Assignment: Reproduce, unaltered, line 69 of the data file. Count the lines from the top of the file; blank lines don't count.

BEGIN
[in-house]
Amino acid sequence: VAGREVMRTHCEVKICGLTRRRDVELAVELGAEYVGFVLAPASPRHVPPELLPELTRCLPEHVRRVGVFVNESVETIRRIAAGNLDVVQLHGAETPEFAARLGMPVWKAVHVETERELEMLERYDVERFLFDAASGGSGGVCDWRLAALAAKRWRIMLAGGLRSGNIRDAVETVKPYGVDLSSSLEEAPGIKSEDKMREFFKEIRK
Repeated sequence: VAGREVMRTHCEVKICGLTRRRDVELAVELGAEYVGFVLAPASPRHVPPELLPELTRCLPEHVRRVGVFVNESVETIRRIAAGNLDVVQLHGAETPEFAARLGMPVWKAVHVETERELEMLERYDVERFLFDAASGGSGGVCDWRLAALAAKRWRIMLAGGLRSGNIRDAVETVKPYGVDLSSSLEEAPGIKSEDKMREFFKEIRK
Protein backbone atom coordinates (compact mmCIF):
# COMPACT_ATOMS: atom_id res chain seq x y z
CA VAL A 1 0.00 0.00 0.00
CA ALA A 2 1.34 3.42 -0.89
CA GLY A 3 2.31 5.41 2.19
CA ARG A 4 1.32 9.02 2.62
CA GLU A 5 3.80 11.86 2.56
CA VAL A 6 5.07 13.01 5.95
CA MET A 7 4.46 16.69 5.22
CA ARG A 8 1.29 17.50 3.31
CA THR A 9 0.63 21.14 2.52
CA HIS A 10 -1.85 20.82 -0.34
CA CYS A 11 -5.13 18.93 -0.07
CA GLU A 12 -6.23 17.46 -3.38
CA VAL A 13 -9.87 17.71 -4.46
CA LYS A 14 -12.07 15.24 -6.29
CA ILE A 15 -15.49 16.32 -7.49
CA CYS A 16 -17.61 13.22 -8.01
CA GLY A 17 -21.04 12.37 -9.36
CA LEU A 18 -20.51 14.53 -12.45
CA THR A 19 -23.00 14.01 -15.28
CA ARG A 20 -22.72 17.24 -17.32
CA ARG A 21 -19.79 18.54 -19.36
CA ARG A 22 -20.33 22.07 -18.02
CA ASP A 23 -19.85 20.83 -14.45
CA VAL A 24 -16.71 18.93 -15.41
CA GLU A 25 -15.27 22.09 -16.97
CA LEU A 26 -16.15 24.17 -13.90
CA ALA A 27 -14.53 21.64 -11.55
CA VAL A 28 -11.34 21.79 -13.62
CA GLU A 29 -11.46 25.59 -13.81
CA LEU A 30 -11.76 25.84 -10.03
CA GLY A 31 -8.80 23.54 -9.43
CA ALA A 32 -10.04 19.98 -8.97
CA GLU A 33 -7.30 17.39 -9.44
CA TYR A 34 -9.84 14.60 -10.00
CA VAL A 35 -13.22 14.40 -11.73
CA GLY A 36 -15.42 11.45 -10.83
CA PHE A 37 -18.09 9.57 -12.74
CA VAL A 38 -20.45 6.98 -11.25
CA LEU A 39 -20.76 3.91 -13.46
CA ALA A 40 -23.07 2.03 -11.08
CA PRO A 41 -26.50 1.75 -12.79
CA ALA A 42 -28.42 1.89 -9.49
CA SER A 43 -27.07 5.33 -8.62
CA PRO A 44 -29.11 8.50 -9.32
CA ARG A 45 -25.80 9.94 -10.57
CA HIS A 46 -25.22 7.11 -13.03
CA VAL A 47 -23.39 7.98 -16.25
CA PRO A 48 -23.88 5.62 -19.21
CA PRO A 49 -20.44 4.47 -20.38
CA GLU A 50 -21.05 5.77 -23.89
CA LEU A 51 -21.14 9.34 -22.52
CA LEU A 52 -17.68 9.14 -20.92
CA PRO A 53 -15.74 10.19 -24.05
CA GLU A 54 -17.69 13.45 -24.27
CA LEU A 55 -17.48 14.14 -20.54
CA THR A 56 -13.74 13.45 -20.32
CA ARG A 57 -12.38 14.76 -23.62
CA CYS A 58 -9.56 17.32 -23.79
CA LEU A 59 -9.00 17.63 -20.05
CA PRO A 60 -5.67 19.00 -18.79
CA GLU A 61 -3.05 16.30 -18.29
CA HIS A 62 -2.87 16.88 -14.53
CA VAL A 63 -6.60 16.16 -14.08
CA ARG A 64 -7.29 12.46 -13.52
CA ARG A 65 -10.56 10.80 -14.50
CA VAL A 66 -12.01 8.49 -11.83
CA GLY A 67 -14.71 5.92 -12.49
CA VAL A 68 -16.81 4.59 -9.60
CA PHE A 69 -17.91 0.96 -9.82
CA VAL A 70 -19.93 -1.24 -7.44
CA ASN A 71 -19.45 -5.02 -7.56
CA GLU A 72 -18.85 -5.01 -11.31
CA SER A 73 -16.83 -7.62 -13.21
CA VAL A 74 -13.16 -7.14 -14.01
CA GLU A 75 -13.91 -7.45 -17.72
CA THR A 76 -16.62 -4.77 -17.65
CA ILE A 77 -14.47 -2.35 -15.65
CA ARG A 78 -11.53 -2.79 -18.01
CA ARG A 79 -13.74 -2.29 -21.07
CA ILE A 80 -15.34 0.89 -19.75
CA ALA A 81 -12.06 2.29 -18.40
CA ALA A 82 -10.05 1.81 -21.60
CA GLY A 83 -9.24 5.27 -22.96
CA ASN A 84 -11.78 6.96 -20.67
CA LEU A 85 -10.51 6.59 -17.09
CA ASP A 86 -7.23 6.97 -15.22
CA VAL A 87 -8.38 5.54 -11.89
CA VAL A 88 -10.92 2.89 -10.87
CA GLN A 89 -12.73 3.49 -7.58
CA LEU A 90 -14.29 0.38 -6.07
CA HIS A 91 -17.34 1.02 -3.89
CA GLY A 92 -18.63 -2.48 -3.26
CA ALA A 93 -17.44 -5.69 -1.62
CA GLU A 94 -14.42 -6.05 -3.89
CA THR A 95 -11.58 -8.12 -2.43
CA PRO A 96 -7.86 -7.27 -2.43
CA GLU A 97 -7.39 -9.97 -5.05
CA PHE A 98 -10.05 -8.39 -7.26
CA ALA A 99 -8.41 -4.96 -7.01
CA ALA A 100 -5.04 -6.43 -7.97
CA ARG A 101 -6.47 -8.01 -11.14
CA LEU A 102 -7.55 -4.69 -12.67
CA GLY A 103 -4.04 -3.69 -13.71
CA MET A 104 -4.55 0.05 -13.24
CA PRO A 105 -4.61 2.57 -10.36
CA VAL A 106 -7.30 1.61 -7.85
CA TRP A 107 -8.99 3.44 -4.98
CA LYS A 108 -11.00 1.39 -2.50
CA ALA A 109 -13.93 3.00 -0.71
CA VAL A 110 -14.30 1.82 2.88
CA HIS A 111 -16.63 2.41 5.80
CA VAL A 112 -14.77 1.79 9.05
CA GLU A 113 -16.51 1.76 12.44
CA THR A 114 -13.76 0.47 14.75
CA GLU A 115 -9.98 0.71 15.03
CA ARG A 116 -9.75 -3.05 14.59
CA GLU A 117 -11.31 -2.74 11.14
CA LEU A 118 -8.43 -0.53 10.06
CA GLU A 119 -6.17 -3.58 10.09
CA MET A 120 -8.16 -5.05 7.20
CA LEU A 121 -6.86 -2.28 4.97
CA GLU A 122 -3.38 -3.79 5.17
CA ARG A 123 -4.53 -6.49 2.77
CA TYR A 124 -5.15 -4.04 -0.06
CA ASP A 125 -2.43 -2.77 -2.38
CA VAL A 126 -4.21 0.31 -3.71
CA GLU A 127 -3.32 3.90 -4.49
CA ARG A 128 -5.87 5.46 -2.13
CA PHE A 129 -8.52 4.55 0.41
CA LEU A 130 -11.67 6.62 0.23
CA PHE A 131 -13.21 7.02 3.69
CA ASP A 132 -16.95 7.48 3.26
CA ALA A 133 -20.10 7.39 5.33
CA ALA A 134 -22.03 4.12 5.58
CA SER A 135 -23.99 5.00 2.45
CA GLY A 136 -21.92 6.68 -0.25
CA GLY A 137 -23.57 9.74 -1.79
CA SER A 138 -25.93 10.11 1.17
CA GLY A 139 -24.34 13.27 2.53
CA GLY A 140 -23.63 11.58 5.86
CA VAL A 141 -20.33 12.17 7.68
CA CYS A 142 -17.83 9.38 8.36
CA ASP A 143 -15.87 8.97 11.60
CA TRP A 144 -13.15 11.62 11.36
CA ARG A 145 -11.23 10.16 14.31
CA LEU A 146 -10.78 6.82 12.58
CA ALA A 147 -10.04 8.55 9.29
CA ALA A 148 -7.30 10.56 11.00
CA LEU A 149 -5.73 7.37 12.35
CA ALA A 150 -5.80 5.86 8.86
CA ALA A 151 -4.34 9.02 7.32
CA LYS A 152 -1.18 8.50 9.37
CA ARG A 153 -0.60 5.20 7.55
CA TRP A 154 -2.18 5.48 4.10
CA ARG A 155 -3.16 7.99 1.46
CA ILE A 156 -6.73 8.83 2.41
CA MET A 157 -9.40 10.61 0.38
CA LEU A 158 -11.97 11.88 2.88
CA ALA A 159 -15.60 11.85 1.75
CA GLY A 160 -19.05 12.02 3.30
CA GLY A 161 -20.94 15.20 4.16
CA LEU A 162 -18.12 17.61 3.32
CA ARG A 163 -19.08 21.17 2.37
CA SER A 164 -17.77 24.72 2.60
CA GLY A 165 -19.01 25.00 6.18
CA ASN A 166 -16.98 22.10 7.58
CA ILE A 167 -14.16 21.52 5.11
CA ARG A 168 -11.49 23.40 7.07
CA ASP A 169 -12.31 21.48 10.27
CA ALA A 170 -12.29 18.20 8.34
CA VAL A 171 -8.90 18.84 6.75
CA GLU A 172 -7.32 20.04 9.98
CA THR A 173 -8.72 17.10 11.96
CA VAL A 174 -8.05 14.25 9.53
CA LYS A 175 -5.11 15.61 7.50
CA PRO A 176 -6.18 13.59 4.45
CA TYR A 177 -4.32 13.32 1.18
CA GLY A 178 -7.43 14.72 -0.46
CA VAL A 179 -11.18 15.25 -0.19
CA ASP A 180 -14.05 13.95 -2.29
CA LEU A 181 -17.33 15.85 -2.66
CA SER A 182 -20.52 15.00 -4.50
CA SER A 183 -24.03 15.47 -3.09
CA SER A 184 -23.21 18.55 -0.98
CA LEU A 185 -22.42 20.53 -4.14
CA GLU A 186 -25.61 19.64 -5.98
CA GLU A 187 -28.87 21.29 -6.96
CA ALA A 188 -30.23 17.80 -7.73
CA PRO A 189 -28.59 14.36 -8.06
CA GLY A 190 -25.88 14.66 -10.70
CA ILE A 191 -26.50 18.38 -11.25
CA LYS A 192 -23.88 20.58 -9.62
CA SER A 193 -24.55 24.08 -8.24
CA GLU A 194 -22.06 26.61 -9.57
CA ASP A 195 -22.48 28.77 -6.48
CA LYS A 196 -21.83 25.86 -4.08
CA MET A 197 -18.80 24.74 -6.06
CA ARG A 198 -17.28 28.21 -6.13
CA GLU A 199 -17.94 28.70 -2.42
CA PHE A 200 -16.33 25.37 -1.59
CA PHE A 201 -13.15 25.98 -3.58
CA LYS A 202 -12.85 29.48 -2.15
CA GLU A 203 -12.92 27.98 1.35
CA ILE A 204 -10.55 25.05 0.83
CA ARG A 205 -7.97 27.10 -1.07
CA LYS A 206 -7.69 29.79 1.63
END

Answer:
CA ARG A 64 -7.29 12.46 -13.52